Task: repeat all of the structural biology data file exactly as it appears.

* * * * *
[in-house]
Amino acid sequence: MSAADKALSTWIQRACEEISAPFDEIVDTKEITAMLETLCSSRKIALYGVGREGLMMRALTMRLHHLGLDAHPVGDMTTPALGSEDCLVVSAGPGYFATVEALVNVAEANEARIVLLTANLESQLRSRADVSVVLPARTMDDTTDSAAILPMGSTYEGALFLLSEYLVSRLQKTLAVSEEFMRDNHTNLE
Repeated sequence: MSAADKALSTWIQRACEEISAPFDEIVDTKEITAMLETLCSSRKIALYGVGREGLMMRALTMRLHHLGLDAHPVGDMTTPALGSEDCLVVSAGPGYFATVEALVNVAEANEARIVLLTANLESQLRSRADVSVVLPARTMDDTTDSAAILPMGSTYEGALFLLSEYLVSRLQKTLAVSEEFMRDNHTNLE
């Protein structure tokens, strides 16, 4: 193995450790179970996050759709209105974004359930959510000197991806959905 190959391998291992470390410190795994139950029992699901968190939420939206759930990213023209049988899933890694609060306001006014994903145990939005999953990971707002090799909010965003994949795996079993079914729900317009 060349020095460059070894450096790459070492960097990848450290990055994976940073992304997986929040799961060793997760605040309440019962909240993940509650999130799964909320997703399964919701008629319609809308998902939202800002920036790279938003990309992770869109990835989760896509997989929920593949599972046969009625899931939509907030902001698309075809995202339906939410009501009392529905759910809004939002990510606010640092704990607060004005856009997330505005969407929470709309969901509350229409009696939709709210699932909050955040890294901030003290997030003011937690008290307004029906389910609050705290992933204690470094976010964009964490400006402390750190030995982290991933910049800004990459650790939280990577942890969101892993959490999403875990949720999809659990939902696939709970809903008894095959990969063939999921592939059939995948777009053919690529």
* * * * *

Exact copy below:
[in-house]
Amino acid sequence: MSAADKALSTWIQRACEEISAPFDEIVDTKEITAMLETLCSSRKIALYGVGREGLMMRALTMRLHHLGLDAHPVGDMTTPALGSEDCLVVSAGPGYFATVEALVNVAEANEARIVLLTANLESQLRSRADVSVVLPARTMDDTTDSAAILPMGSTYEGALFLLSEYLVSRLQKTLAVSEEFMRDNHTNLE
Repeated sequence: MSAADKALSTWIQRACEEISAPFDEIVDTKEITAMLETLCSSRKIALYGVGREGLMMRALTMRLHHLGLDAHPVGDMTTPALGSEDCLVVSAGPGYFATVEALVNVAEANEARIVLLTANLESQLRSRADVSVVLPARTMDDTTDSAAILPMGSTYEGALFLLSEYLVSRLQKTLAVSEEFMRDNHTNLE
């Protein structure tokens, strides 16, 4: 193995450790179970996050759709209105974004359930959510000197991806959905 190959391998291992470390410190795994139950029992699901968190939420939206759930990213023209049988899933890694609060306001006014994903145990939005999953990971707002090799909010965003994949795996079993079914729900317009 060349020095460059070894450096790459070492960097990848450290990055994976940073992304997986929040799961060793997760605040309440019962909240993940509650999130799964909320997703399964919701008629319609809308998902939202800002920036790279938003990309992770869109990835989760896509997989929920593949599972046969009625899931939509907030902001698309075809995202339906939410009501009392529905759910809004939002990510606010640092704990607060004005856009997330505005969407929470709309969901509350229409009696939709709210699932909050955040890294901030003290997030003011937690008290307004029906389910609050705290992933204690470094976010964009964490400006402390750190030995982290991933910049800004990459650790939280990577942890969101892993959490999403875990949720999809659990939902696939709970809903008894095959990969063939999921592939059939995948777009053919690529």